* Showing how your products add value to their capabilities

* Calculating the value your products add to their portfolio

* Showing how you as an individual add value to the services you offer

* Being passionately interested in the success of their business

Creating this foundation will create awareness in the customer’s mind as to why having you as a business partner will be valuable for them now and in the future.

Get Close To Decision-Makers And Influencers Within The Customer’s Company

Building business acumen right across the company you are dealing with will help you access many departments when contacting them. This increases your knowledge of the requirements of everyone within the company and your ability to build partnerships within the company is enhanced.

The deeper the level of relationships you have within the company, the higher your chances of building value in everything you do with them. The trust is built slowly and surely as you show how valuable an asset you are to various levels within the business.

Ways to do this could include:

* Recognising the variety of functions different people employ within your customer’s business

* Building deep relationships with team members of the decision-makers

* Listening for background information as you’re discussing ideas with people

* Keeping promises and following up with enquiries when possible

* Identifying key personnel who have an influence on buying strategies

Each of these three can help you become valuable to the customer and their business. Applying all of them can make you indispensable to them as they see their results improve based purely on the relationship you build with their teams and individuals within them.

Happy Selling!

Sean McPheat

Managing Director
MTD Sales Training

(Image courtesy of dollarphotoclub)

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6 Methods To Discover What Your Customer Really Thinks About You

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Business man and cloudOne of my trainers had an interesting conversation with a salesperson on a recent course. The discussions revolved around how close we should get to a customer’s business and whether there is value in knowing how the customer really thinks about us.

The salesperson agreed up to a point but said he didn’t know how to get this knowledge, as many of his customers wouldn’t offer any help when they carried out customer satisfaction surveys.

So I thought it appropriate to cover a few ideas that you could use if you feel that it’s very difficult to know what customers actually think about you and your services.

Firstly, why is it important that we know what they think? Well, it helps you understand what your customers value, what they see as important in their relationship with you, how their operations tick, what markets they work in, what their customers think of them, what drives their business and how they operate efficiently and effectively. I’m sure you’ll agree that those reasons are enough to make is want to know what our customers really think of us!

Here are some ways of finding out. Use the ones that would be applicable to your market and customer-types:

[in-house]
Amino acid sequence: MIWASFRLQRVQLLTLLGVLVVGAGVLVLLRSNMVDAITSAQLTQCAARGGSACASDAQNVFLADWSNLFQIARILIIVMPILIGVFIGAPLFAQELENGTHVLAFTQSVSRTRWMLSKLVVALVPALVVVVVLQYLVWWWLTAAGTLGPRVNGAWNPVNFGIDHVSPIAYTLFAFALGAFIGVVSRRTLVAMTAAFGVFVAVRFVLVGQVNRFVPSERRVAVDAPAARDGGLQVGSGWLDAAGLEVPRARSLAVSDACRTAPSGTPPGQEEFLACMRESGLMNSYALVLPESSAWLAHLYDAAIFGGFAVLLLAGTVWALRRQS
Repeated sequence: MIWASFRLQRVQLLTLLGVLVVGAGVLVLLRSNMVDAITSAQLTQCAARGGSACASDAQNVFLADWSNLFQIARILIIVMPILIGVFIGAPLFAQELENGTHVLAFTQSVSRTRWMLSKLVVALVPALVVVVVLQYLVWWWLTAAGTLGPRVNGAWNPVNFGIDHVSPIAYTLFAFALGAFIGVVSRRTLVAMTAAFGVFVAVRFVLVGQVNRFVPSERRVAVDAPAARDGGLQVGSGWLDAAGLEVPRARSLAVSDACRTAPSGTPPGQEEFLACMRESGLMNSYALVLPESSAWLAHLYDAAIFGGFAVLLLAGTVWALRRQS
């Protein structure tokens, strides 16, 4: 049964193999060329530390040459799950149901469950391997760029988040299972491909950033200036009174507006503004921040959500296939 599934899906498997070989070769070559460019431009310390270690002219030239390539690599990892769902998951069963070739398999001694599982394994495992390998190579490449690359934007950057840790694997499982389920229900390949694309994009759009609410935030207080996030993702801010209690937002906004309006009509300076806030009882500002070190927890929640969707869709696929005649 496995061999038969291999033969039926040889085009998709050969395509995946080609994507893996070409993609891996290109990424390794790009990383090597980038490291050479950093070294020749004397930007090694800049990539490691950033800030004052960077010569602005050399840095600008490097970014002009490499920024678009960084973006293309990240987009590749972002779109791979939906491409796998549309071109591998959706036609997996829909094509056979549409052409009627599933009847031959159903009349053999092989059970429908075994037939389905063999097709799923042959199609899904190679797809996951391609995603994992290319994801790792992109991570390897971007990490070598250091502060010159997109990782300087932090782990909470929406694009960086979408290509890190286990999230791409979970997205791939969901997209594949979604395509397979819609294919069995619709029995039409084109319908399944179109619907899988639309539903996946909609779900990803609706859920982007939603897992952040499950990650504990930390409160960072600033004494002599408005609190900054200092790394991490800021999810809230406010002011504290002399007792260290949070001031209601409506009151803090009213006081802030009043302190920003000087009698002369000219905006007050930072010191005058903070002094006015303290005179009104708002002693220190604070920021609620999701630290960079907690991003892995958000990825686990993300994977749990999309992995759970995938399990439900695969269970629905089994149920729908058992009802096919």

• When you lose a customer, ask for specific reasons for their departure, and make sure those messages are passed on to people who have influence within your business
  • Ask research companies to find out exactly what makes your customers loyal to you. They are more likely to be open and honest with an outside company than they are with you
  • Use your marketing people to design and run focus groups of prospects and current customers, enabling you to get explicit feedback from people whose opinions count. A small incentive is a useful tool to achieve higher attendance levels
  • Hold special-interest group sessions, over lunch or dinner, where you share ideas for future products or services and get their opinions on how they would work for their markets
  • Get higher and lower-level department managers to visit their counterparts in the customer’s company to ensure the businesses are still partnering effectively. For example, have the accounts manager visit their finance department to make sure the specific operations are working effectively between you
  • Set up ‘customer panels’ for regular meet-ups so you can assess needs, wants, interests and perceptions. They need to be beneficial for the customers too, not just a one-way diatribe of what products they should buy

These are naturally more formal than just asking the buyer what they think of you. They allow you to form a much wider picture of how you are helping customers achieve their goals and help you to determine the future set-up of your operations so you can support the direction your current and future customers will want to be going.

By analysing the results from the processes mentioned above, you stand a much higher chance of maintaining customer loyalty as you find out specifically what your customers and prospects really think about you. And that knowledge could be worth its weight in gold.

Happy Selling!

Sean McPheat

Managing Director
MTD Sales Training

(Image courtesy of dollarphotoclub)


Posted in Customer/Client Retention, Sales Interactions | Tagged , | Leave a comment